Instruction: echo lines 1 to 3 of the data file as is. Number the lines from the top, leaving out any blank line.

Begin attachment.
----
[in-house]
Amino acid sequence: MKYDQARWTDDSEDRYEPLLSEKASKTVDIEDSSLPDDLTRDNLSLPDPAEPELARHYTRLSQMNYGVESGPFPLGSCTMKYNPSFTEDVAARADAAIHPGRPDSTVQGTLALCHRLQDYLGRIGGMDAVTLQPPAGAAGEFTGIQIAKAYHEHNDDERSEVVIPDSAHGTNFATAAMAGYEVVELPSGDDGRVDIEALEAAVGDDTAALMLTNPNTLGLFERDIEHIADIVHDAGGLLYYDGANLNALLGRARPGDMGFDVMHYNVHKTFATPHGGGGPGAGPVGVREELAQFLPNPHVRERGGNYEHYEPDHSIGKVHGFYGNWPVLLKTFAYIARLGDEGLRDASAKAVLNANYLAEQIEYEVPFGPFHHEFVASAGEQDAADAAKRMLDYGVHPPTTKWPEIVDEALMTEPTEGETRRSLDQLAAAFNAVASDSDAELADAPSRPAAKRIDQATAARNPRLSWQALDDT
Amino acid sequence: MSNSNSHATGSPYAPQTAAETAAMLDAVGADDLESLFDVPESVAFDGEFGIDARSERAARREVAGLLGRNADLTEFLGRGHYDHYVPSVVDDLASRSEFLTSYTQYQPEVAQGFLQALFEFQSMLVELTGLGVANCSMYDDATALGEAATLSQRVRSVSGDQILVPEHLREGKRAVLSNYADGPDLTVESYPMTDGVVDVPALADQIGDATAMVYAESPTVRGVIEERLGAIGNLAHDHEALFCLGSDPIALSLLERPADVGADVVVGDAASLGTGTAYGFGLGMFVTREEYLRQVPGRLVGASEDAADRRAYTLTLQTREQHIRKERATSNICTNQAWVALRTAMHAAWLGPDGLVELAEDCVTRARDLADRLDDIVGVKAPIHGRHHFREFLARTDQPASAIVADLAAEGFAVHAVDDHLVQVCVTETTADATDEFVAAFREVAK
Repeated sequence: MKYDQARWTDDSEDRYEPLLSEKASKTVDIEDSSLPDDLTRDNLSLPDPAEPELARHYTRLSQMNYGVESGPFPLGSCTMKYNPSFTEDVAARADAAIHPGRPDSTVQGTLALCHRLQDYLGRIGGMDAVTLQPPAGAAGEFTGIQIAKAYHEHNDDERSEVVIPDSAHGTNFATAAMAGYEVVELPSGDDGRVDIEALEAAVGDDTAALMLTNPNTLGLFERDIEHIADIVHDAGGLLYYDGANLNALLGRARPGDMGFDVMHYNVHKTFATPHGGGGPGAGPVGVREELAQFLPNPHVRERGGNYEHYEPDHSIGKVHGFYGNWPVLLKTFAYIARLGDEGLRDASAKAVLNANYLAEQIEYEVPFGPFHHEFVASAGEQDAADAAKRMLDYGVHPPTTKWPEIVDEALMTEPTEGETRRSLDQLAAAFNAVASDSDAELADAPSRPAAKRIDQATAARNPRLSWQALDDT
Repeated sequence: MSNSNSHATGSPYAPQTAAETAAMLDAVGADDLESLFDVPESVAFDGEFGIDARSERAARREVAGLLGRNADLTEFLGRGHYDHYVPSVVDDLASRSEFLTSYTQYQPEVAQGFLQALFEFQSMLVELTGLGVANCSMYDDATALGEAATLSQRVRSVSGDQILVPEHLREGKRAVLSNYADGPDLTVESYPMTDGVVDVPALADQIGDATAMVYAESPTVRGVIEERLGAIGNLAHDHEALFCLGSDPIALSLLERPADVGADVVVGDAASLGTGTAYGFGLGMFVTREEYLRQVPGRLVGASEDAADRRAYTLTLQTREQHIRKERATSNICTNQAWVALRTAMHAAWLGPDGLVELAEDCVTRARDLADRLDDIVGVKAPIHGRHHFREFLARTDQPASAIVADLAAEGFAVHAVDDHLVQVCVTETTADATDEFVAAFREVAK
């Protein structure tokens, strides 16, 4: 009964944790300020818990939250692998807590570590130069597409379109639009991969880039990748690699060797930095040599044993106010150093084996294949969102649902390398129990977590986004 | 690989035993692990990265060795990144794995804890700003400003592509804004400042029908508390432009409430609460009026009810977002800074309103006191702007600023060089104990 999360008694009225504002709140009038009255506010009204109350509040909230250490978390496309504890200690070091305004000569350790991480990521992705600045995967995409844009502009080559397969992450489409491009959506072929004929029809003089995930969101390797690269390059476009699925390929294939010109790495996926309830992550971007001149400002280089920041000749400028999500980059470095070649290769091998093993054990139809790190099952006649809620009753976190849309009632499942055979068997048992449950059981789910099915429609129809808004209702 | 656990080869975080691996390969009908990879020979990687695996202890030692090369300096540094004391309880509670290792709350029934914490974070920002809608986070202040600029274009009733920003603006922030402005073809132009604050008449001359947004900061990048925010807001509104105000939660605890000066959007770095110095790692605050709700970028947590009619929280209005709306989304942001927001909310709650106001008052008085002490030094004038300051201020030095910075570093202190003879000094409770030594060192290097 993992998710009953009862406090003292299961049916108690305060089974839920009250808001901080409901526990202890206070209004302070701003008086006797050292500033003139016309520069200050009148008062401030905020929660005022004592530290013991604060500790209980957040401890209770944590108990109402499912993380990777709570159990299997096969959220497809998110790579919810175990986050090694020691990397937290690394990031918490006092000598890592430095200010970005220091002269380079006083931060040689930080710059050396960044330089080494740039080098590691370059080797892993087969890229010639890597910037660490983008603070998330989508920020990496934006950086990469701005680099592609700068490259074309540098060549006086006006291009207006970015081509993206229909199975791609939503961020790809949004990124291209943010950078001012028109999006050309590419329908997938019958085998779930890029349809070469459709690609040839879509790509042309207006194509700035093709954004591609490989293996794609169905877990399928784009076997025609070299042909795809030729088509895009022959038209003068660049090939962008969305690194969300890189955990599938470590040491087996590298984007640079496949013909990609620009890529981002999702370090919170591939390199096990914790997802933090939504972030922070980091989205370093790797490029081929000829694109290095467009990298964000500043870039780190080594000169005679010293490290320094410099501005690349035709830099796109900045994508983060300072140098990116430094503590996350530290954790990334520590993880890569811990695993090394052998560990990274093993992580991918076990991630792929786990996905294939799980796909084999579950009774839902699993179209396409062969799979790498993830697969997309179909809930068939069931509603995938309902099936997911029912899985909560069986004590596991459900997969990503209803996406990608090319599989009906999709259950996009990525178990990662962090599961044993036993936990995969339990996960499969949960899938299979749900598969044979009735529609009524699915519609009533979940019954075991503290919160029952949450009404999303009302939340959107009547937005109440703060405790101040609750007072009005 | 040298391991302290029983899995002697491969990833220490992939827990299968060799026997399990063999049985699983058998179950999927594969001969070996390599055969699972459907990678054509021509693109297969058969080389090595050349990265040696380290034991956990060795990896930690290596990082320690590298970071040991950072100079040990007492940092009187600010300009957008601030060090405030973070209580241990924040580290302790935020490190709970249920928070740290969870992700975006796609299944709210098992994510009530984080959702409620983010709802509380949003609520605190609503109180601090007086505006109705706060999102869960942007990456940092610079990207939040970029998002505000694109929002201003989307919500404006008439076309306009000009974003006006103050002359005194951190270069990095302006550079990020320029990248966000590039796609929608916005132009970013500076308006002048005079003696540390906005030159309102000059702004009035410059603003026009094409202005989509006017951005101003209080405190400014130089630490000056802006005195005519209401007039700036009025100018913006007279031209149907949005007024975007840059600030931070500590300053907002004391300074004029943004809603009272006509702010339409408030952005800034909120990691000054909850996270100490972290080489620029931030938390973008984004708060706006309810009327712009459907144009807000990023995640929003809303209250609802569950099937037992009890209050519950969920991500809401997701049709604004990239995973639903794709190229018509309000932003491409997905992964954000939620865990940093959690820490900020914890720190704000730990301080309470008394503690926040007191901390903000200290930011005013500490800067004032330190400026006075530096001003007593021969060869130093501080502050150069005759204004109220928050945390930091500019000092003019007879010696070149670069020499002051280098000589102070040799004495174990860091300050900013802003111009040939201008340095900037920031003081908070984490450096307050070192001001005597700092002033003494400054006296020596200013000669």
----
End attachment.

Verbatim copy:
[in-house]
Amino acid sequence: MKYDQARWTDDSEDRYEPLLSEKASKTVDIEDSSLPDDLTRDNLSLPDPAEPELARHYTRLSQMNYGVESGPFPLGSCTMKYNPSFTEDVAARADAAIHPGRPDSTVQGTLALCHRLQDYLGRIGGMDAVTLQPPAGAAGEFTGIQIAKAYHEHNDDERSEVVIPDSAHGTNFATAAMAGYEVVELPSGDDGRVDIEALEAAVGDDTAALMLTNPNTLGLFERDIEHIADIVHDAGGLLYYDGANLNALLGRARPGDMGFDVMHYNVHKTFATPHGGGGPGAGPVGVREELAQFLPNPHVRERGGNYEHYEPDHSIGKVHGFYGNWPVLLKTFAYIARLGDEGLRDASAKAVLNANYLAEQIEYEVPFGPFHHEFVASAGEQDAADAAKRMLDYGVHPPTTKWPEIVDEALMTEPTEGETRRSLDQLAAAFNAVASDSDAELADAPSRPAAKRIDQATAARNPRLSWQALDDT
Amino acid sequence: MSNSNSHATGSPYAPQTAAETAAMLDAVGADDLESLFDVPESVAFDGEFGIDARSERAARREVAGLLGRNADLTEFLGRGHYDHYVPSVVDDLASRSEFLTSYTQYQPEVAQGFLQALFEFQSMLVELTGLGVANCSMYDDATALGEAATLSQRVRSVSGDQILVPEHLREGKRAVLSNYADGPDLTVESYPMTDGVVDVPALADQIGDATAMVYAESPTVRGVIEERLGAIGNLAHDHEALFCLGSDPIALSLLERPADVGADVVVGDAASLGTGTAYGFGLGMFVTREEYLRQVPGRLVGASEDAADRRAYTLTLQTREQHIRKERATSNICTNQAWVALRTAMHAAWLGPDGLVELAEDCVTRARDLADRLDDIVGVKAPIHGRHHFREFLARTDQPASAIVADLAAEGFAVHAVDDHLVQVCVTETTADATDEFVAAFREVAK